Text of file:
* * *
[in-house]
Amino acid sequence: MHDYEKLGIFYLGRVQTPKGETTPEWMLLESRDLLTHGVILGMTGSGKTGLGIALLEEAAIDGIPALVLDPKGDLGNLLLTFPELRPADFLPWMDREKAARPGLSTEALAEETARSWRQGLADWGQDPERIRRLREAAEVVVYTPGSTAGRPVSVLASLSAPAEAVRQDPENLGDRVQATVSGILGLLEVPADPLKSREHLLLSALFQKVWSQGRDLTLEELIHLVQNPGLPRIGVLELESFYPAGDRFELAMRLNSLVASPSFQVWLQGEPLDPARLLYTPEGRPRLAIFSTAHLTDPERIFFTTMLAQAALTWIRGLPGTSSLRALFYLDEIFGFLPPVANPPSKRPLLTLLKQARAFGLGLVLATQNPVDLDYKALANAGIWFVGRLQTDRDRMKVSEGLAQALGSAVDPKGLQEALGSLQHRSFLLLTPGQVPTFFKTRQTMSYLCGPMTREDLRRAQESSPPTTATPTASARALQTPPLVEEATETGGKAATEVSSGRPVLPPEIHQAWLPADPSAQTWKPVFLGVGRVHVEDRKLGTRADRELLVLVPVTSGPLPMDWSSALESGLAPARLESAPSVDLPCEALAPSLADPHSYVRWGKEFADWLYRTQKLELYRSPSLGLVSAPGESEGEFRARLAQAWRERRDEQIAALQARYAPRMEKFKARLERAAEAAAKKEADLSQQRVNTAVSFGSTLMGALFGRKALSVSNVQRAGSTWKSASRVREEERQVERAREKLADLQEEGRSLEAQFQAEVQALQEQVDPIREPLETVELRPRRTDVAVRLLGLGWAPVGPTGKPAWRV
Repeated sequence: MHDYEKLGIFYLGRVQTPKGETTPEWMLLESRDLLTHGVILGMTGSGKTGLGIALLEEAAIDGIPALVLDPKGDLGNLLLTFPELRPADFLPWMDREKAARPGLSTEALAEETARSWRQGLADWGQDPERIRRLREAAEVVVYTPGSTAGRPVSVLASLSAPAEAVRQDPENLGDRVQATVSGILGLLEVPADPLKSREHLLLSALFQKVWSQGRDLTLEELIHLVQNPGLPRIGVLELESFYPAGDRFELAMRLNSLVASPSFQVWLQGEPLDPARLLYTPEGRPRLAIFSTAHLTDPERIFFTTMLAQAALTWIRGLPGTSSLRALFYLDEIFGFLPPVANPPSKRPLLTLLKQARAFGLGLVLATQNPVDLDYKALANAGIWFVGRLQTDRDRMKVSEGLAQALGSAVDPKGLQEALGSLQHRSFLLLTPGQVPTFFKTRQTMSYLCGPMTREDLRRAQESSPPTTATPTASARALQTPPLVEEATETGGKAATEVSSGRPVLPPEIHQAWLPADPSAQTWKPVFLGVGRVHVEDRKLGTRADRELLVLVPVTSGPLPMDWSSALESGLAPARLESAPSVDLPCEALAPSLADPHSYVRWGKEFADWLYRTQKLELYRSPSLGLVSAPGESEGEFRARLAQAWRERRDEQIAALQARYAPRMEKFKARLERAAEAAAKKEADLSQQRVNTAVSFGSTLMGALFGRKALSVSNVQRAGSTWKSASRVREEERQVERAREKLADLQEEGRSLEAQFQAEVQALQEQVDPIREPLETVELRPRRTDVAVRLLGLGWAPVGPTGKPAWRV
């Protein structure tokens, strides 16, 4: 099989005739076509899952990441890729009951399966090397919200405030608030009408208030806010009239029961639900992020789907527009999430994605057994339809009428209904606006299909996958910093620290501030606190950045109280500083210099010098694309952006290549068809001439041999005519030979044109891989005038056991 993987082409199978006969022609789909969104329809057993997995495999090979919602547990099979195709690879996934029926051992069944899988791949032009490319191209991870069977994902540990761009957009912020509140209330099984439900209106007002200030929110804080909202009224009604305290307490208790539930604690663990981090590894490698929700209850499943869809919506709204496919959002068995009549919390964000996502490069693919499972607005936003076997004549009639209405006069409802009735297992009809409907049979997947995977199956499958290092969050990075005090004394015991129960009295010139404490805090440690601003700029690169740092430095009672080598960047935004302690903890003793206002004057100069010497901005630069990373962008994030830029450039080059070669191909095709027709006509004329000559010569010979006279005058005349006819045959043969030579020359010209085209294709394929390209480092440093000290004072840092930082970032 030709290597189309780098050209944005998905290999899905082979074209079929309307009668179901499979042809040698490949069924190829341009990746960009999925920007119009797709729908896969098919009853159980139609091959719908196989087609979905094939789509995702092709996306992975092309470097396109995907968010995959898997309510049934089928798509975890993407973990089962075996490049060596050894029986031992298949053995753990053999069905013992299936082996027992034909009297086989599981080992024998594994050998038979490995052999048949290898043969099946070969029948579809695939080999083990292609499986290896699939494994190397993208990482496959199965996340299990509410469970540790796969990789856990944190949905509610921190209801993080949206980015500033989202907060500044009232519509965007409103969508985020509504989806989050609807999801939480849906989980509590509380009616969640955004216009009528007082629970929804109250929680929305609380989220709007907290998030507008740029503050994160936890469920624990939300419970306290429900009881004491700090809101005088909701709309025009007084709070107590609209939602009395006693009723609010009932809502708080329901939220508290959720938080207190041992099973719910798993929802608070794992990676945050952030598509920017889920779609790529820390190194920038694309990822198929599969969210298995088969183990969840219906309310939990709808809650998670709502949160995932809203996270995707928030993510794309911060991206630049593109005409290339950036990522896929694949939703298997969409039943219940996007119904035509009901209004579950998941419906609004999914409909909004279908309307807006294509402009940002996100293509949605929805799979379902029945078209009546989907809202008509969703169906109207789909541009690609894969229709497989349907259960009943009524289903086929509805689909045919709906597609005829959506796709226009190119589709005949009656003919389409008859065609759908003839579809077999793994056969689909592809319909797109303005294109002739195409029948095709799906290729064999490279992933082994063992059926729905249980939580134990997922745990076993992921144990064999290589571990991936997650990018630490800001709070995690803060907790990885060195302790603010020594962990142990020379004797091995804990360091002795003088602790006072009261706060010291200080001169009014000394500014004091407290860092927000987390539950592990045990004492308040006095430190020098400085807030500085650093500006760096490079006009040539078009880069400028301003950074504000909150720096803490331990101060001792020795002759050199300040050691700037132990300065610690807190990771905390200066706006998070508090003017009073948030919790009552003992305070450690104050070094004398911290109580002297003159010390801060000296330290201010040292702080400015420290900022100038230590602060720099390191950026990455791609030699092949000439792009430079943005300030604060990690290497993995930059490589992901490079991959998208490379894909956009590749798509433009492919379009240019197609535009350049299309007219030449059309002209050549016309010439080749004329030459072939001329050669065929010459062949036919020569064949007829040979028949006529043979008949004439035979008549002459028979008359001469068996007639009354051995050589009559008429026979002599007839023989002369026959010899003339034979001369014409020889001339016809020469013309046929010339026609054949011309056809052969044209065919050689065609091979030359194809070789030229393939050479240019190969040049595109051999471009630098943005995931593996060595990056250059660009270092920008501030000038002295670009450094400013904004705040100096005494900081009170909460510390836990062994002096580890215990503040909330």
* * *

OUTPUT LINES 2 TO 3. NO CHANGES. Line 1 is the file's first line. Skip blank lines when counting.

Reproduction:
Amino acid sequence: MHDYEKLGIFYLGRVQTPKGETTPEWMLLESRDLLTHGVILGMTGSGKTGLGIALLEEAAIDGIPALVLDPKGDLGNLLLTFPELRPADFLPWMDREKAARPGLSTEALAEETARSWRQGLADWGQDPERIRRLREAAEVVVYTPGSTAGRPVSVLASLSAPAEAVRQDPENLGDRVQATVSGILGLLEVPADPLKSREHLLLSALFQKVWSQGRDLTLEELIHLVQNPGLPRIGVLELESFYPAGDRFELAMRLNSLVASPSFQVWLQGEPLDPARLLYTPEGRPRLAIFSTAHLTDPERIFFTTMLAQAALTWIRGLPGTSSLRALFYLDEIFGFLPPVANPPSKRPLLTLLKQARAFGLGLVLATQNPVDLDYKALANAGIWFVGRLQTDRDRMKVSEGLAQALGSAVDPKGLQEALGSLQHRSFLLLTPGQVPTFFKTRQTMSYLCGPMTREDLRRAQESSPPTTATPTASARALQTPPLVEEATETGGKAATEVSSGRPVLPPEIHQAWLPADPSAQTWKPVFLGVGRVHVEDRKLGTRADRELLVLVPVTSGPLPMDWSSALESGLAPARLESAPSVDLPCEALAPSLADPHSYVRWGKEFADWLYRTQKLELYRSPSLGLVSAPGESEGEFRARLAQAWRERRDEQIAALQARYAPRMEKFKARLERAAEAAAKKEADLSQQRVNTAVSFGSTLMGALFGRKALSVSNVQRAGSTWKSASRVREEERQVERAREKLADLQEEGRSLEAQFQAEVQALQEQVDPIREPLETVELRPRRTDVAVRLLGLGWAPVGPTGKPAWRV
Repeated sequence: MHDYEKLGIFYLGRVQTPKGETTPEWMLLESRDLLTHGVILGMTGSGKTGLGIALLEEAAIDGIPALVLDPKGDLGNLLLTFPELRPADFLPWMDREKAARPGLSTEALAEETARSWRQGLADWGQDPERIRRLREAAEVVVYTPGSTAGRPVSVLASLSAPAEAVRQDPENLGDRVQATVSGILGLLEVPADPLKSREHLLLSALFQKVWSQGRDLTLEELIHLVQNPGLPRIGVLELESFYPAGDRFELAMRLNSLVASPSFQVWLQGEPLDPARLLYTPEGRPRLAIFSTAHLTDPERIFFTTMLAQAALTWIRGLPGTSSLRALFYLDEIFGFLPPVANPPSKRPLLTLLKQARAFGLGLVLATQNPVDLDYKALANAGIWFVGRLQTDRDRMKVSEGLAQALGSAVDPKGLQEALGSLQHRSFLLLTPGQVPTFFKTRQTMSYLCGPMTREDLRRAQESSPPTTATPTASARALQTPPLVEEATETGGKAATEVSSGRPVLPPEIHQAWLPADPSAQTWKPVFLGVGRVHVEDRKLGTRADRELLVLVPVTSGPLPMDWSSALESGLAPARLESAPSVDLPCEALAPSLADPHSYVRWGKEFADWLYRTQKLELYRSPSLGLVSAPGESEGEFRARLAQAWRERRDEQIAALQARYAPRMEKFKARLERAAEAAAKKEADLSQQRVNTAVSFGSTLMGALFGRKALSVSNVQRAGSTWKSASRVREEERQVERAREKLADLQEEGRSLEAQFQAEVQALQEQVDPIREPLETVELRPRRTDVAVRLLGLGWAPVGPTGKPAWRV